4-H is a youth development education program conducted jointly by the U.S. Department of Agriculture, Washington State University Extension, and King County. It is designed to help young people develop essential skills and knowledge to become competent, caring, and contributing citizens of the world. The program focuses on experiential education in four key areas: STEM, CITIZENSHIP, HEALTHY LIVING, and MENTORSHIP.
In King County, there are various ways to get involved with 4-H. Volunteer-led clubs, after-school programs, in-school programs, teen conferences, and fairs are some of the opportunities available. Here are a few examples of 4-H activities in King County:
- Cooped Up In Seattle: This is Seattle’s first urban farming-focused 4-H club, which has been featured on NPR.
- Olympic Middle School STEM Days: Students at Olympic Middle School in Auburn organize school-wide STEM days for 6th, 7th, and 8th graders. These events involve hands-on engineering projects.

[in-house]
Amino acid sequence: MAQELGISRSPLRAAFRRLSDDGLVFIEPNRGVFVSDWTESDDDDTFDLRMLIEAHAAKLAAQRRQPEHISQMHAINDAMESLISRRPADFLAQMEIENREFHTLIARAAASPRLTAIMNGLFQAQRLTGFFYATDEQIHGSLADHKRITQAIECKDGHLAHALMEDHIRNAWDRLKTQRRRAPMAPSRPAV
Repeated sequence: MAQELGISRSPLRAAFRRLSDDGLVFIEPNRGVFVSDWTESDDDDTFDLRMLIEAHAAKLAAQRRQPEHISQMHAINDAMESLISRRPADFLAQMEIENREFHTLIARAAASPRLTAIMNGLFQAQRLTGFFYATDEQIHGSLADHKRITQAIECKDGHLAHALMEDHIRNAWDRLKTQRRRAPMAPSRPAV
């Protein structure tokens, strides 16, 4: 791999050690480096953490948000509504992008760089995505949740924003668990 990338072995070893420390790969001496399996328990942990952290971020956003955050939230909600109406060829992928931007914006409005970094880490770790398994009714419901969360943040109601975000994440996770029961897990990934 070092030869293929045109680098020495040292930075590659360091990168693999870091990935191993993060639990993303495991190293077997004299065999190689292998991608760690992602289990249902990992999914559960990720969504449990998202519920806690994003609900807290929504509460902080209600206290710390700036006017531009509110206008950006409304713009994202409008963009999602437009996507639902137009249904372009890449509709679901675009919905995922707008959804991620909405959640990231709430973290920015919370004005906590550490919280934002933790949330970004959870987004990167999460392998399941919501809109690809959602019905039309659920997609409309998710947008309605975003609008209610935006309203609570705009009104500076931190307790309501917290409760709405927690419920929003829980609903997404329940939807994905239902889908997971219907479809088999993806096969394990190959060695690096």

- Know Your Government: This is an annual four-day teen conference held in Olympia. It provides unique leadership opportunities for teenagers.
- Teen Equity and Inclusion Taskforce: Started by a King County 4-H teen, this task force aims to support youth voice and inclusion in Washington state 4-H clubs.
- King County Fair: This fair brings together youth from all over the county to compete and showcase their projects from the past year. Participants hope to qualify for the Washington State Fair.
These programs offer young people the chance to develop important life skills such as positive self-esteem, effective communication, teamwork, leadership, healthy life choices, and problem-solving. They provide valuable learning experiences regardless of the community’s location—suburban, urban, or rural.